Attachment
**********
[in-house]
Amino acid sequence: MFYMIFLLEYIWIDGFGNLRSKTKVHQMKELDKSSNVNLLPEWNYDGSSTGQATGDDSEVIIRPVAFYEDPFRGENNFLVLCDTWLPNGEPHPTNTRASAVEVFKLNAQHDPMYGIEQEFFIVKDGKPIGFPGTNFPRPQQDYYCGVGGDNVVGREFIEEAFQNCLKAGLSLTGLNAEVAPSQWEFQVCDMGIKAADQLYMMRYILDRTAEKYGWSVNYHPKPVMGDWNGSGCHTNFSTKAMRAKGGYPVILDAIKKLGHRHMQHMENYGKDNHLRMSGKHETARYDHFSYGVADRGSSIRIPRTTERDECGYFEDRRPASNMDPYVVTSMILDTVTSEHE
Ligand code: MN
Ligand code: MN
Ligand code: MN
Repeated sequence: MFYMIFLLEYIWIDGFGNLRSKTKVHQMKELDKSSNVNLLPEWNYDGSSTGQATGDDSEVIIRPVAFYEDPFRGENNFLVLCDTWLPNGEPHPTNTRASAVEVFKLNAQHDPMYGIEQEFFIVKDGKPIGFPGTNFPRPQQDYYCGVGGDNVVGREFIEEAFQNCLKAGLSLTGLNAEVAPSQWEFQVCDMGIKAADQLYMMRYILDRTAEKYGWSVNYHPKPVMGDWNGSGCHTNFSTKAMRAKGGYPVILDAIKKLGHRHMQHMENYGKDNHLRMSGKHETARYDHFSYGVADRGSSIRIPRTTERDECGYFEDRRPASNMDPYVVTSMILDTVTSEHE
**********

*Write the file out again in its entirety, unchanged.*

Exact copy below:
[in-house]
Amino acid sequence: MFYMIFLLEYIWIDGFGNLRSKTKVHQMKELDKSSNVNLLPEWNYDGSSTGQATGDDSEVIIRPVAFYEDPFRGENNFLVLCDTWLPNGEPHPTNTRASAVEVFKLNAQHDPMYGIEQEFFIVKDGKPIGFPGTNFPRPQQDYYCGVGGDNVVGREFIEEAFQNCLKAGLSLTGLNAEVAPSQWEFQVCDMGIKAADQLYMMRYILDRTAEKYGWSVNYHPKPVMGDWNGSGCHTNFSTKAMRAKGGYPVILDAIKKLGHRHMQHMENYGKDNHLRMSGKHETARYDHFSYGVADRGSSIRIPRTTERDECGYFEDRRPASNMDPYVVTSMILDTVTSEHE
Ligand code: MN
Ligand code: MN
Ligand code: MN
Repeated sequence: MFYMIFLLEYIWIDGFGNLRSKTKVHQMKELDKSSNVNLLPEWNYDGSSTGQATGDDSEVIIRPVAFYEDPFRGENNFLVLCDTWLPNGEPHPTNTRASAVEVFKLNAQHDPMYGIEQEFFIVKDGKPIGFPGTNFPRPQQDYYCGVGGDNVVGREFIEEAFQNCLKAGLSLTGLNAEVAPSQWEFQVCDMGIKAADQLYMMRYILDRTAEKYGWSVNYHPKPVMGDWNGSGCHTNFSTKAMRAKGGYPVILDAIKKLGHRHMQHMENYGKDNHLRMSGKHETARYDHFSYGVADRGSSIRIPRTTERDECGYFEDRRPASNMDPYVVTSMILDTVTSEHE